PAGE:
I stayed in the Wabi-Sabi room, which I recommend as it has a brilliant view of the Tokyo Tower. Artist Conami Hara created this work over four months, using silver foil to transform the walls into shimmering colors that will change over time. She painted driftwoods and ripples, inspired by the Zen stonen garden Ryoanji in Kyoto.
Castle by Kazuki Mizuguchi was constructed over 454 days. His transcendent vision depicts Edo Castle, which was lost in a fire, over a black background. The room entrance mimics a stone wall, and even the lampshades reflect the archtecture of the roof.
At night, a surprise appears: when you gaze in the direction of the Imperial Palace, the castle appears in a reflection on the glass.
The 25th floor harmonizes a functional lobby with natural surroundings of Japan. Looking up, the atrium soars up into a triangular prism of light.
Every morning, I came downstairs for the freshly prepared breakfast, with both continental and Japanese options. (I feasted on the gobo, hijiki, soft tofu and miso soup.)
Eggs, anyone? Next to the yogurt and fruit display, I came across these alien-like sculptures. (My Pokemon Go nail art is by Glam Nail Studio in Vancouver.)
Park Hotel’s mission is summed up in “Art”: Atrium, Restaurant, Travel, and of course the artist rooms project. They succeeded in bringing Japanese aesthetics to the forefront, and made my stay feel like a cultural integration.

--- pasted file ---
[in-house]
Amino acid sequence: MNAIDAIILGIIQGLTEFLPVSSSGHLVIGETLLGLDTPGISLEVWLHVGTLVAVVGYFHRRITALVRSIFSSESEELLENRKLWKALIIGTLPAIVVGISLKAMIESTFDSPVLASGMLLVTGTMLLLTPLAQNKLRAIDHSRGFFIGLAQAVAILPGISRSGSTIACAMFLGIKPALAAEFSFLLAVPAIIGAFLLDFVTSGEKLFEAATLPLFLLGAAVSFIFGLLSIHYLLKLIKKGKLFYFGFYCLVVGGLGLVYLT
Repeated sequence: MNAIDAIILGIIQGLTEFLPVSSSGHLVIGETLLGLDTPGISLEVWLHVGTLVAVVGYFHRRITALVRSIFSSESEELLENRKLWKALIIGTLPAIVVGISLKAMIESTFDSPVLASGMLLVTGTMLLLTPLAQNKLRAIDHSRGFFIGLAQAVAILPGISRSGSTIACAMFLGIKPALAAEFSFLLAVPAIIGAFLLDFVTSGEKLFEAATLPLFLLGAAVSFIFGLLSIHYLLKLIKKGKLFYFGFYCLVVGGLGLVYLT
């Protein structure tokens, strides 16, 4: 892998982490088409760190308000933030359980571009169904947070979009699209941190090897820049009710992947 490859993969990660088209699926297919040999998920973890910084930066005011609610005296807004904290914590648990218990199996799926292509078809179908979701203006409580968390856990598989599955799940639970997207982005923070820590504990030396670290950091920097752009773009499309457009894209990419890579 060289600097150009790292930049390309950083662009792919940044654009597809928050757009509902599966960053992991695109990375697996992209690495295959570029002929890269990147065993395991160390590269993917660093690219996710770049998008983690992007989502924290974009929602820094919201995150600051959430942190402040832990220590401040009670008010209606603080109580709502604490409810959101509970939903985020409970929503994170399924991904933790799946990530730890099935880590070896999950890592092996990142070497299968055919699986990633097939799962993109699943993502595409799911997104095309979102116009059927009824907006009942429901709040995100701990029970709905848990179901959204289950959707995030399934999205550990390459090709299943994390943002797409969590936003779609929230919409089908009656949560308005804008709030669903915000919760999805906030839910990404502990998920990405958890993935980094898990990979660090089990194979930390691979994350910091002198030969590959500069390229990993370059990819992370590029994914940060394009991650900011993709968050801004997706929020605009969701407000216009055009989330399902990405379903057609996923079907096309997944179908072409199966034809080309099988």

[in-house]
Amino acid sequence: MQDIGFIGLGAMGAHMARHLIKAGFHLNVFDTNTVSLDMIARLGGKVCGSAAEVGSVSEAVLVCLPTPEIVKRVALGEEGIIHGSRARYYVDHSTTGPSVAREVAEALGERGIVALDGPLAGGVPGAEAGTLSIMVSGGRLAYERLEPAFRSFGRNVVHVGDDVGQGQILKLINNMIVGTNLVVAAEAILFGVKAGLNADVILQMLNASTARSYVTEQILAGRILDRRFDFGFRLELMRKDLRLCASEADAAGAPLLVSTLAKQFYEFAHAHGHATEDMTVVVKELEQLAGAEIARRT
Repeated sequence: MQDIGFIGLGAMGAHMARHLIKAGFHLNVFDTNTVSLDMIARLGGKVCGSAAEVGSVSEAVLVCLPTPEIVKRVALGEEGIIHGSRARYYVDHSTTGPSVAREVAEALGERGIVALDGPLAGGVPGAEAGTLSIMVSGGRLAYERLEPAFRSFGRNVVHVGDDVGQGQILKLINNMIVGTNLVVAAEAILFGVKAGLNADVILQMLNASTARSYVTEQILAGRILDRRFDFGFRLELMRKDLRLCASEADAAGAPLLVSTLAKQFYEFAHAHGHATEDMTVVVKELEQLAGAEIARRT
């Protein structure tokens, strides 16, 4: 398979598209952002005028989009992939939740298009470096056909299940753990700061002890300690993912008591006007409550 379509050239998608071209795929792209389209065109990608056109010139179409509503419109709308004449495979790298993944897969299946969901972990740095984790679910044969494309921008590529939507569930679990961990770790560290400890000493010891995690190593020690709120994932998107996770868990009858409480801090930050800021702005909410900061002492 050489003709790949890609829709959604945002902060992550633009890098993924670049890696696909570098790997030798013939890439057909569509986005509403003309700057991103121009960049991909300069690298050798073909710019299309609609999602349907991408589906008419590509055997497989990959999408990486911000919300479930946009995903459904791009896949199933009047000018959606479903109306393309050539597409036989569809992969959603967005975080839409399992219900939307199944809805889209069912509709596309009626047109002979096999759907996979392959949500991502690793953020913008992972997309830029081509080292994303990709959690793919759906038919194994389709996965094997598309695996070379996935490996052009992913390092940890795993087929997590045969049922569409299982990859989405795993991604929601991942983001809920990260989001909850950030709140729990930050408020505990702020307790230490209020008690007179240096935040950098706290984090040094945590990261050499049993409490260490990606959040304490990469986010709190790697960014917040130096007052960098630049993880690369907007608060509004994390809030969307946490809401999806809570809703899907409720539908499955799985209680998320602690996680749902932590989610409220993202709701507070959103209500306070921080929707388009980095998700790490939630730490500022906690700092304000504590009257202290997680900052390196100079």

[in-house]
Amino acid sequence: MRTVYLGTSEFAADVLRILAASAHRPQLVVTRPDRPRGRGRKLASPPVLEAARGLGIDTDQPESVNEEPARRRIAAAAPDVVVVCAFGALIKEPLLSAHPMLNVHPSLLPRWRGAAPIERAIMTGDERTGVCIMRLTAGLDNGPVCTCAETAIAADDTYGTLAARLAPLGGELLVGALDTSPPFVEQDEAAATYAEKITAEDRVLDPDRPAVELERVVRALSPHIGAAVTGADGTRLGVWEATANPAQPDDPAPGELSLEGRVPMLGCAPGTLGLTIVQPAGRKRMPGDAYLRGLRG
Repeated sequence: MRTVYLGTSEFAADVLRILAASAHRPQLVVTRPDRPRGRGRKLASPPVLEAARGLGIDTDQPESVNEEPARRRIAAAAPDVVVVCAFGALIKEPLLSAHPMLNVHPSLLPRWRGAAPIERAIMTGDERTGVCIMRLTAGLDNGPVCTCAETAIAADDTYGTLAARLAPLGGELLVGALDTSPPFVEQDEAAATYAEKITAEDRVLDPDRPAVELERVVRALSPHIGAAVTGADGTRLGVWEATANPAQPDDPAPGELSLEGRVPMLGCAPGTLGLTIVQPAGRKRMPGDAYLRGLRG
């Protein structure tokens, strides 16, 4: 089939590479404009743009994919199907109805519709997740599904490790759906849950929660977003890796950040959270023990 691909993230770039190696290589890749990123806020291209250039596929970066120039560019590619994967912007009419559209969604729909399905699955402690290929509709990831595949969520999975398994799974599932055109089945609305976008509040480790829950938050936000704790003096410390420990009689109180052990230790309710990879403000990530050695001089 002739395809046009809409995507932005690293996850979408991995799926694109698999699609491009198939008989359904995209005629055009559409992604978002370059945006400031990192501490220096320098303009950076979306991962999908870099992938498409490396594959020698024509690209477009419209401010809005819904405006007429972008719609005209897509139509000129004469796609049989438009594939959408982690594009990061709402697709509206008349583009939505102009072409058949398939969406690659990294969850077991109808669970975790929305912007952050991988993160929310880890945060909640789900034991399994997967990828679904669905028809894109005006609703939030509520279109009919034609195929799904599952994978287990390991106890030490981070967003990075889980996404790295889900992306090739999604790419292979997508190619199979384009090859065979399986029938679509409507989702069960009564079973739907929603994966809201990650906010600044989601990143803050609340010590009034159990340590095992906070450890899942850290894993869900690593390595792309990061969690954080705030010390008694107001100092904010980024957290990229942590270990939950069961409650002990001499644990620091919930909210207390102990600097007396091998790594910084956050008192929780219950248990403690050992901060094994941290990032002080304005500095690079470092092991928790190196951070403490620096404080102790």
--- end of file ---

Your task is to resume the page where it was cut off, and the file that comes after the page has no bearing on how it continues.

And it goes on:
Park Hotel is right by Shiodome and Shimbashi train stations, and a short walk to Ginza. The location gives easy access to the major districts of Tokyo, while letting you feel as if you’re in a peaceful hideaway, up in the clouds.
John S and I had a memorable drink at The Society, the first bar in Japan to be officially recognised by The Scotch Malt Whisky Society.
These connoisseurs stock hundreds of bottles of whiskey from around the world, each with poetic names that reference the taste or feeling. Such as: “Jingling Jalapenos,” “Hospitals on Guy Fawkes night,” and “BBQ in Pine-Clad Dunes.”
We took in the Blade Runner views from the windows, and sipped one of the bar’s finest Japanese single malt whiskeys. Prices are steep at The Society, but a tiny taste goes a long way.
I’ll miss my mornings in my Artist Room, drinking green tea and reading The Japan Times while curled up on this sill…
Which is your favorite of the Artist Rooms? Doesn’t this city view remind you of the movie “Lost in Translation”? (PS: check my Instagram Stories and Snapchat @lacarmina for cute daily updates from Asia right now.)